What it means: Rahm is coming off a runner-up finish two weeks ago at Kapalua, and he picked up right where he left off with a 10-under 62 at La Quinta Country Club. It marked his lowest career round on the PGA Tour, and it gave him a one-shot lead heading to the Nicklaus Tournament Course. Cook is the only player within two shots of Rahm who has won already on Tour.

Round of the day: Rahm got off to a fast start, playing his first seven holes in 6 under, and he made it around La Quinta without dropping a shot. The 62 bettered his previous career low on Tour by two shots and it included an eagle on the par-5 fifth hole to go along with eight birdies.

Best of the rest: Cook was a winner earlier this season at the RSM Classic, and he's now in the mix for trophy No. 2 following a 9-under 63 on the Nicklaus Tournament Course. Like Rahm, he opened with a seven-hole stretch at 6 under and turned in a scorecard without a bogey. He'll now head to the more difficult Stadium Course for his second round.

Biggest disappointment: Patrick Reed blitzed the three-course rotation in Palm Springs en route to his first career Tour title back in 2014, but he's unlikely to repeat that feat after opening with a 2-over 74 on the Nicklaus Tournament course. Reed made only one birdie against three bogeys and was one of only 32 players in the 156-man field who failed to break par in the opening round.

Main storyline heading into Friday: Rahm deserves the spotlight, as he entered the week as one of the event's headliners and did nothing to lose that billing in the opening round. But the pack of contenders is sure to keep pace, while players like Phil Mickelson (-2) will look to put up a low score in order to build some momentum heading into the weekend.

Shot of the day: Wesley Bryan's 7-under 65 on the Nicklaus Tournament course was helped in large part by an eagle on the par-4 10th, where he holed a 54-degree wedge from 112 yards away. Bryan went on to birdie the next hole amid a five-hole stretch of 5 under play.

Quote of the day: "Shot 10 under par. There's not much more I can ask for." - Rahm

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Recent winner Cook contending at CareerBuilder

By Will GrayJanuary 18, 2018, 11:45 pm

Patton Kizzire is currently the only two-time PGA Tour winner this season, but Austin Cook hopes to join him this week at the CareerBuilder Challenge.

Cook won for the first time in November at the RSM Classic, a victory that catapaulted him from the Web.com Tour graduate category into an entirely new echelon. Cook notched a pair of top-25 finishes over the last two weeks in Hawaii, and he's again in the mix after an opening 63 on the Nicklaus Tournament Course left him one shot behind Jon Rahm.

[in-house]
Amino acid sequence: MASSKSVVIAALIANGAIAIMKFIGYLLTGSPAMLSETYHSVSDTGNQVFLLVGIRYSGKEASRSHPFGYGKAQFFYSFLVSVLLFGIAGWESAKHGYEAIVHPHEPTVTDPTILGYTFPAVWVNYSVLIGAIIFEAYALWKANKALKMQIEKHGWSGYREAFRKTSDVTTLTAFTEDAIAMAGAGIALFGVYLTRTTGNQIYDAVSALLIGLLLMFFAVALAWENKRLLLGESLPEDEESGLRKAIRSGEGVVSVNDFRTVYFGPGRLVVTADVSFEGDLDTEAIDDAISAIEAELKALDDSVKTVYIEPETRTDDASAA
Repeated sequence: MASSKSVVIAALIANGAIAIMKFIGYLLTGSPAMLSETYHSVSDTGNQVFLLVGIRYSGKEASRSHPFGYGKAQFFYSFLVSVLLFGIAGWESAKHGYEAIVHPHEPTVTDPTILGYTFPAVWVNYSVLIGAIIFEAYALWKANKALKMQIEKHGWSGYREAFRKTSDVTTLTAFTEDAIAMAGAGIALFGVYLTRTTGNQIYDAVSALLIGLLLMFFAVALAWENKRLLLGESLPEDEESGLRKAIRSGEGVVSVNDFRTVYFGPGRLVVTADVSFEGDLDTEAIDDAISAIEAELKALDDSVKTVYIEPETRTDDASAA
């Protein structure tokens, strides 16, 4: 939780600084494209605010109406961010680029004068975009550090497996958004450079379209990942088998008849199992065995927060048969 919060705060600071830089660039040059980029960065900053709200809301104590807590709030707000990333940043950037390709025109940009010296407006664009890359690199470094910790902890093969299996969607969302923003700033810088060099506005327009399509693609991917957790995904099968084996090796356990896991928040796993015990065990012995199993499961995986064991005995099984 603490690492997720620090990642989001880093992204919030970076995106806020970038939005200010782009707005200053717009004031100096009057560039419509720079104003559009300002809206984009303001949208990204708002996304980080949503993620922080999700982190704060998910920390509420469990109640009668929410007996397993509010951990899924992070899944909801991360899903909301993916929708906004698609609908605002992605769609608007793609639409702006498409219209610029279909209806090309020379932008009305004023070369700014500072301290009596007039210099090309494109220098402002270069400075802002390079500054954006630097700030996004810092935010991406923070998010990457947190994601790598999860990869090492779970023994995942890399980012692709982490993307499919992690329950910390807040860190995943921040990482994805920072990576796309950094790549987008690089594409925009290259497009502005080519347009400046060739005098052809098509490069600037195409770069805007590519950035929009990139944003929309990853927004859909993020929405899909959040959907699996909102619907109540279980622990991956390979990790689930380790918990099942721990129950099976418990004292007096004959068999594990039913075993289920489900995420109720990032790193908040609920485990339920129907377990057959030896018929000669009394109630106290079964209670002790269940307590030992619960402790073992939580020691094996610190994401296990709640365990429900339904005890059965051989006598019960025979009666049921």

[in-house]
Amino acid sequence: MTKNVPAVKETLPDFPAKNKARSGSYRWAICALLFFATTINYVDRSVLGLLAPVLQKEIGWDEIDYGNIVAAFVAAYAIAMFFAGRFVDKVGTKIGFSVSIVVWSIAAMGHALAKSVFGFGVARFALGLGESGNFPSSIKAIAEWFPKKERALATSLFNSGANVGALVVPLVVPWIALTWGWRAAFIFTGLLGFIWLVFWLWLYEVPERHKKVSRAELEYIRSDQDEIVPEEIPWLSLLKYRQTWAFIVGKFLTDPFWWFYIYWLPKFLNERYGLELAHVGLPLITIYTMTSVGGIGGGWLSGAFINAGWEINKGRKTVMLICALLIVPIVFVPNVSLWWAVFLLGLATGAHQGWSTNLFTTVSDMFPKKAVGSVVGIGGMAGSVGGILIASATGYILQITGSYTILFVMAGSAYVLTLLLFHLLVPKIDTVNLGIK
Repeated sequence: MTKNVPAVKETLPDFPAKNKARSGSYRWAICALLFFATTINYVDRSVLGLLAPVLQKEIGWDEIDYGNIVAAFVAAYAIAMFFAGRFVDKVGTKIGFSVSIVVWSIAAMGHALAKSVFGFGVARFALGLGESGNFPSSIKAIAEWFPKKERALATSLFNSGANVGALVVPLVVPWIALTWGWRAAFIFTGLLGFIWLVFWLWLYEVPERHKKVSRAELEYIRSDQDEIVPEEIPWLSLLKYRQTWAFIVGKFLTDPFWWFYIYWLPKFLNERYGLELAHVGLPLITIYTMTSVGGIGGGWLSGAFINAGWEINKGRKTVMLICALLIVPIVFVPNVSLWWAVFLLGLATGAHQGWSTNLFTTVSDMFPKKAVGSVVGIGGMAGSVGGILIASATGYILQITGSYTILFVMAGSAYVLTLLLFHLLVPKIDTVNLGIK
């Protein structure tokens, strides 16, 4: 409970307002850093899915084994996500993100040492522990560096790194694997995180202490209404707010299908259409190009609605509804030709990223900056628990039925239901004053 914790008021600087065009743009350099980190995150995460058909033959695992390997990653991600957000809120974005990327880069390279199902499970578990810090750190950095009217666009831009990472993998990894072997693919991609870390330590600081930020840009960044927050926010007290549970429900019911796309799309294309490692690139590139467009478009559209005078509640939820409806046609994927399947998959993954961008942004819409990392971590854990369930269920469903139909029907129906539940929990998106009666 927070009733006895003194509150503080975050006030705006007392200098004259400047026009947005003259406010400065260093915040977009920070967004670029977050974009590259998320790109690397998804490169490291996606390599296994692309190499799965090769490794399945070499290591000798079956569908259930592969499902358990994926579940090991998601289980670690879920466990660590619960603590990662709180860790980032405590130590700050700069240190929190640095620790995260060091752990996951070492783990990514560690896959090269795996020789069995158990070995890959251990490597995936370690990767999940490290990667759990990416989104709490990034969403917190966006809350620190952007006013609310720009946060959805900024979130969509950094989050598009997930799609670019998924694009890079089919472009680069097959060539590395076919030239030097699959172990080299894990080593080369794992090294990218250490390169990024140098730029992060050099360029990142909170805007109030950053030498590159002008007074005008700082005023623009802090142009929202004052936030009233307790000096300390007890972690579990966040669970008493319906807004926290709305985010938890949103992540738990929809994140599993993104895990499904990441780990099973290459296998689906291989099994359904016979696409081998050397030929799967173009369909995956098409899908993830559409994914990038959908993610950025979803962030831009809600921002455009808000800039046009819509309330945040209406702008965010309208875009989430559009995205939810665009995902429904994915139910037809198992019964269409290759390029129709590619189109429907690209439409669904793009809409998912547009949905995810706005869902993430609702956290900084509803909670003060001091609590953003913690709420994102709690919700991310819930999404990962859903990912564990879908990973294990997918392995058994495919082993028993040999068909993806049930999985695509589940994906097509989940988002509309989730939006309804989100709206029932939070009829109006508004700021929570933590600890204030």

"Today was great," Cook told reporters. "The conditions were perfect, but I always loved desert golf and I was just hitting the ball well and seeing good lines on the greens and hitting good putts."

Cook got off to a fast start, playing his first seven holes in 6 under highlighted by an eagle on the par-5 fourth hole. He briefly entertained the notion of a sub-60 round after birdies on Nos. 10 and 11 before closing with six pars and a birdie.


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Cook was a relative unknown before his victory at Sea Island earlier this season, but now with the flexibility and confidence afforded by a win he hopes to build on his burgeoning momentum this week in California.

"That was a big, proud moment for myself, knowing that I can finish a tournament," Cook said. "I think it was one of those things that I've proven to myself that now I can do it, and it just meant the world to me."

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Photo: Fleetwood's phone cover is picture of Bjorn

By Jason CrookJanuary 18, 2018, 11:40 pm

There's phone covers and then there are Phone Covers.

Paul Casey has himself a Phone Cover, showing off the protective case that features a picture of his wife at last year's U.S. Open.

Now, it appears, Tommy Fleetwood has joined the movement.

Fleetwood, last year's season-long Race to Dubai winner, has a phone cover with a picture of Ryder Cup captain Thomas Bjorn on it. And not even a current Thomas Bjorn. This is a young Bjorn. A hair-having Bjorn.

@tommyfleetwood_1

A post shared by Alex Noren (@alexnoren1) on

The 26-year-old is a virtual lock for this year's European Ryder Cup team, but just in case, he's carrying around a phone with a picture of the team captain attached to the back of it.

It's a bold strategy, Cotton. Let's see if it pays off for him.